In the same week the British Treasury announced new proposals to help maintain access to physical cash, around 50,000 people in China were handed 200 digital yuan, around £23, each.
Much in the way the UK government handed out ‘helicopter money’ to those eating out to help out in August, China’s version last week had the dual objective of pumping some cash into the economy while also encouraging citizens to spend digitally using their smart phones.
The trial of China’s digital currency, known as the DCEP, took place in the city of Shenzhen, in the south of China near the border with Hong Kong, last week and was massively oversubscribed with just under 2million people applying to take part.
The 2.6 per cent of applicants selected by lottery were given a ‘red packet’ of 200 yuan each through a state-run mobile app which could be spent in just under 3,400 shops in a district of the city by scanning a QR code.
50,000 people in the Chinese city of Shenzhen were given 200 yuan, or around £23 in ‘digital helicopter money’, in a one-week trial as China continued to test its digital currency
One shop which participated in the trial told the state-controlled international broadcaster CGTN that ‘around 10 people a day’ were using the digital version of China’s currency to pay for things in store.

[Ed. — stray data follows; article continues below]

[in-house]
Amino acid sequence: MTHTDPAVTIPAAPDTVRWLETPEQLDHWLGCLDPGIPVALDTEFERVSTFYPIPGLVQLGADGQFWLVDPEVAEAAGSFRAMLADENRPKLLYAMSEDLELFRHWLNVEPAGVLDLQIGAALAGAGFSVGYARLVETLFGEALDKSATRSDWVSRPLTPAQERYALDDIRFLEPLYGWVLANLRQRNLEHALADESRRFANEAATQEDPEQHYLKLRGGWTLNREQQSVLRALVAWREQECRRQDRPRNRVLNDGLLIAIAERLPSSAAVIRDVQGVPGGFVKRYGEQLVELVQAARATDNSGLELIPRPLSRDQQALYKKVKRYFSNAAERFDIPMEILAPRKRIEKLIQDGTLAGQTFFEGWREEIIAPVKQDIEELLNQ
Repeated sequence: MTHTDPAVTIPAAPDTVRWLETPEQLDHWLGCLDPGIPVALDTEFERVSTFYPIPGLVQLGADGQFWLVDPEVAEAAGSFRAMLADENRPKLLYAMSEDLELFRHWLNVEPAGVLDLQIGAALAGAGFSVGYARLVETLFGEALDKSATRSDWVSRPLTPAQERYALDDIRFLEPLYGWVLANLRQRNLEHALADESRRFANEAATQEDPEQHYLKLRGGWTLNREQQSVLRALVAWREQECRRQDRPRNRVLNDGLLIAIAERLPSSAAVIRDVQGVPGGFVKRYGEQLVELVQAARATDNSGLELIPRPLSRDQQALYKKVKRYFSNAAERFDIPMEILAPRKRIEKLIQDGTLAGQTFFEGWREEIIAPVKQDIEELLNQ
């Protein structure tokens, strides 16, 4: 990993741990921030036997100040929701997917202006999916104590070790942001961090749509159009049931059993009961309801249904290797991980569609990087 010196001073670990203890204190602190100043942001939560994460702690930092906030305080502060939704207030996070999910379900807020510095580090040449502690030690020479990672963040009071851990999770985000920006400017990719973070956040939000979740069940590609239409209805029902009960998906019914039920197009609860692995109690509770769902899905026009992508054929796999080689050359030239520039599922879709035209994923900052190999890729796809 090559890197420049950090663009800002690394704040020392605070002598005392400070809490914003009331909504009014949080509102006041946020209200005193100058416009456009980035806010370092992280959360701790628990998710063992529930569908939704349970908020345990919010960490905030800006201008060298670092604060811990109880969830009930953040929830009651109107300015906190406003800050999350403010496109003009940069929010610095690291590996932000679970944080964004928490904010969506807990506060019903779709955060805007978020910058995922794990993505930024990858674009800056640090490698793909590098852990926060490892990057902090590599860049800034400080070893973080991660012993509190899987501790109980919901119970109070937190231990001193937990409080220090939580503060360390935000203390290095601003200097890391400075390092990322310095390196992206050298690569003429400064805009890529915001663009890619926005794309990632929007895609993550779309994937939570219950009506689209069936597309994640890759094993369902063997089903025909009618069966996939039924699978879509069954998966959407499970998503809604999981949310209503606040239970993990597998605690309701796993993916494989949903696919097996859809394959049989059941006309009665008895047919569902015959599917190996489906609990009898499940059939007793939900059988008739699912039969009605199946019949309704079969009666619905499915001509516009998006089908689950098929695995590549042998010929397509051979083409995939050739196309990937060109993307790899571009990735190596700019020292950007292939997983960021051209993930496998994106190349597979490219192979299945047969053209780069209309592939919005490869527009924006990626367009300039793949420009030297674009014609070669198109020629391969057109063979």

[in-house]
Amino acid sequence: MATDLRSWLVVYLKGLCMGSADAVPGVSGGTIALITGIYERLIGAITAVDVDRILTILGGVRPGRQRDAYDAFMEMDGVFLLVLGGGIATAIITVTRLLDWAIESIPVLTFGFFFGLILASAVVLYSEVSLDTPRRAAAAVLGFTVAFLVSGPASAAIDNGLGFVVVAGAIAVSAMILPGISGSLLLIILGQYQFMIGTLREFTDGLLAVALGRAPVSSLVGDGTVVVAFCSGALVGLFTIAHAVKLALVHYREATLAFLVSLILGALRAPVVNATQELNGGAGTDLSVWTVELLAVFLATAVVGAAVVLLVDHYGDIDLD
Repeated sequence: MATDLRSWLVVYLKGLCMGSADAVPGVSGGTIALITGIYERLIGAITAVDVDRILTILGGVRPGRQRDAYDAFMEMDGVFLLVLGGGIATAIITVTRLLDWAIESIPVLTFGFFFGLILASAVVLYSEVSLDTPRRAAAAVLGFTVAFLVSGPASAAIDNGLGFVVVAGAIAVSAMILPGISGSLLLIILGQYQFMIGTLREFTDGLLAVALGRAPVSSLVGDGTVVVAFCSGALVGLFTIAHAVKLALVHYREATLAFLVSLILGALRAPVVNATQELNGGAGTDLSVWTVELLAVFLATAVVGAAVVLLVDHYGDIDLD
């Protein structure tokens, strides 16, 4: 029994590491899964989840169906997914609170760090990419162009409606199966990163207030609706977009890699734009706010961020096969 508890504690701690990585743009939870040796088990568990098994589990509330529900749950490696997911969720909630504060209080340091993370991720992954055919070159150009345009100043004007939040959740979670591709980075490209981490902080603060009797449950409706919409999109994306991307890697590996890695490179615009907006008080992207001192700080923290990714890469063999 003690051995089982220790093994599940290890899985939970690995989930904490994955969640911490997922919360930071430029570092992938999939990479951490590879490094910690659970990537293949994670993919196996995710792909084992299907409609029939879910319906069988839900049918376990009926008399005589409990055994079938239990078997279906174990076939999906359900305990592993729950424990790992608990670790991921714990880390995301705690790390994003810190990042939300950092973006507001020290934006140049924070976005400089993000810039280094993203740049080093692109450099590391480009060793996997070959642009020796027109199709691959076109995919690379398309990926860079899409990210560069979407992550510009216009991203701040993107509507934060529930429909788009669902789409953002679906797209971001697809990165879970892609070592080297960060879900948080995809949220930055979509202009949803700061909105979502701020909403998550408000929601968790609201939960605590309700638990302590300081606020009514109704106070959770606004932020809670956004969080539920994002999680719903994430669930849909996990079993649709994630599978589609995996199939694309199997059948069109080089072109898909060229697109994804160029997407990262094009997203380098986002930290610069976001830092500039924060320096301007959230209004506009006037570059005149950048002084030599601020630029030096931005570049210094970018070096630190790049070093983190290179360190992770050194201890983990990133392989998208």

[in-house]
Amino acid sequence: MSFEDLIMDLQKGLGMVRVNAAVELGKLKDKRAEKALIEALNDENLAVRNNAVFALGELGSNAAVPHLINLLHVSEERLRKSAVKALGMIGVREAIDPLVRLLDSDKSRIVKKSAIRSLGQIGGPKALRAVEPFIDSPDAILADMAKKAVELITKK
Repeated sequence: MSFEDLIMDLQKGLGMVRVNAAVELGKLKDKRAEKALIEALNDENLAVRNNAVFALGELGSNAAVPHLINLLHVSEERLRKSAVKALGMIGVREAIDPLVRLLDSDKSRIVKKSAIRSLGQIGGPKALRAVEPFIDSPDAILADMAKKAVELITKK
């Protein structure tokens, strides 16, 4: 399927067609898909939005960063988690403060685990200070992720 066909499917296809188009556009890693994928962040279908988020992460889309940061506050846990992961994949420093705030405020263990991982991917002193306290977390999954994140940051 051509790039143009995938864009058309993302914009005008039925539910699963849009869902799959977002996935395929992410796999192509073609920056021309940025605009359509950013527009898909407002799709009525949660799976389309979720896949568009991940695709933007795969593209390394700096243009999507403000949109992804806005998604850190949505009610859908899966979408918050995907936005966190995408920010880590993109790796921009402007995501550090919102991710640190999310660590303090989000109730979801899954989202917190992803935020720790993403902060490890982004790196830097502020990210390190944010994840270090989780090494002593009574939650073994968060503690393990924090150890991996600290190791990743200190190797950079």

Those looking to spend using the app could also do this without needing access to the internet for the system to work.
What’s going on here?
The giveaway was designed to stimulate consumer spending to aid China’s recovery from the coronavirus pandemic.
Figures released Monday revealed the world’s second-largest economy has largely bounced back, growing 4.9 per cent between July and September compared to the same three month period last year.
Retail sales were up 3.3 per cent year-on-year last month, as domestic spending also recovered.
But as well as a short-term attempt at jump-starting the economy, the trial is just the latest step in China’s attempt to digitalise its currency, something it has been working on for six years.
What’s the difference between the yuan and renminbi?
The renminbi is the name of the currency and means the people’s money.
It’s akin to the UK calling its pound sterling.
The yuan, whose symbol is ¥, is the unit of this currency – like our pounds and pence.
The DCEP, or Digital Currency Electronic Payment, is the name for the digital version of yuan the Chinese government has been working on for the last four years.